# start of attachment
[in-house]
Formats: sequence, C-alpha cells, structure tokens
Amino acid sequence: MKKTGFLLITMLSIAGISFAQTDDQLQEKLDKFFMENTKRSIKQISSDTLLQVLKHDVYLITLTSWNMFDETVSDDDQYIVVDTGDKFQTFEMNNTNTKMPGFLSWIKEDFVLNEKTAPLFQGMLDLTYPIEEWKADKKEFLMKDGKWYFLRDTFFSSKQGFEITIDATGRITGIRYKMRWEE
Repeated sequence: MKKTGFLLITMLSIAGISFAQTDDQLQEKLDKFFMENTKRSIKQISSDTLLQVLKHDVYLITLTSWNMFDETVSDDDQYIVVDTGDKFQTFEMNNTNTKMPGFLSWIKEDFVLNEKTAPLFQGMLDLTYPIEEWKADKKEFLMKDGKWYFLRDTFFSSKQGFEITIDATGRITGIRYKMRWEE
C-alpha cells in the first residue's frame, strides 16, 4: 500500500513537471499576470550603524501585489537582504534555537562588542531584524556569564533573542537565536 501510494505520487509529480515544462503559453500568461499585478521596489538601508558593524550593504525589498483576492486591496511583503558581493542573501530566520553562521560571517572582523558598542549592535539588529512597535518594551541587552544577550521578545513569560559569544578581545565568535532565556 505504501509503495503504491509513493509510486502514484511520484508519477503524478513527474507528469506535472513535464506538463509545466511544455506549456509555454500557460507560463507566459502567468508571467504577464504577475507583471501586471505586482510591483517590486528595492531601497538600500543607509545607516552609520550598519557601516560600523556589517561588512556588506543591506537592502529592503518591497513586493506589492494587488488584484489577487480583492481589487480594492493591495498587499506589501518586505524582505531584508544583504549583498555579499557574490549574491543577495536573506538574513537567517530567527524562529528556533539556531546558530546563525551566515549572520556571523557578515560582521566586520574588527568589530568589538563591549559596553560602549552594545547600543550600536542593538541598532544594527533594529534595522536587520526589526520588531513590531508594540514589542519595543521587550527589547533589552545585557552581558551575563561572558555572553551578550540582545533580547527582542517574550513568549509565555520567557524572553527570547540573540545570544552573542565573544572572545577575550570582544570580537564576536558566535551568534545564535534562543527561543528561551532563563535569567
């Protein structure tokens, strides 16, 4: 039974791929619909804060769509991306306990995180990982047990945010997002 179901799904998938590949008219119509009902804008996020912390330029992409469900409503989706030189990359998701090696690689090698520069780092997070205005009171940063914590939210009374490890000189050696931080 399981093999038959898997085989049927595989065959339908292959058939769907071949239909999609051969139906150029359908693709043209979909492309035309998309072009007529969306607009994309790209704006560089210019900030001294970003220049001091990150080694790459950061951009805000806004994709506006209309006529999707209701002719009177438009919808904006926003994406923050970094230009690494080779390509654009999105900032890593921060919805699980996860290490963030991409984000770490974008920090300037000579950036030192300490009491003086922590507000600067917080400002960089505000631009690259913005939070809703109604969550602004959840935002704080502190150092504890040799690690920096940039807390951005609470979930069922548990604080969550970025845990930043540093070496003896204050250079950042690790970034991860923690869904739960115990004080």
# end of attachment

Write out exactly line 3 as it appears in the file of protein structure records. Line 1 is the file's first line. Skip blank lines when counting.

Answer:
Amino acid sequence: MKKTGFLLITMLSIAGISFAQTDDQLQEKLDKFFMENTKRSIKQISSDTLLQVLKHDVYLITLTSWNMFDETVSDDDQYIVVDTGDKFQTFEMNNTNTKMPGFLSWIKEDFVLNEKTAPLFQGMLDLTYPIEEWKADKKEFLMKDGKWYFLRDTFFSSKQGFEITIDATGRITGIRYKMRWEE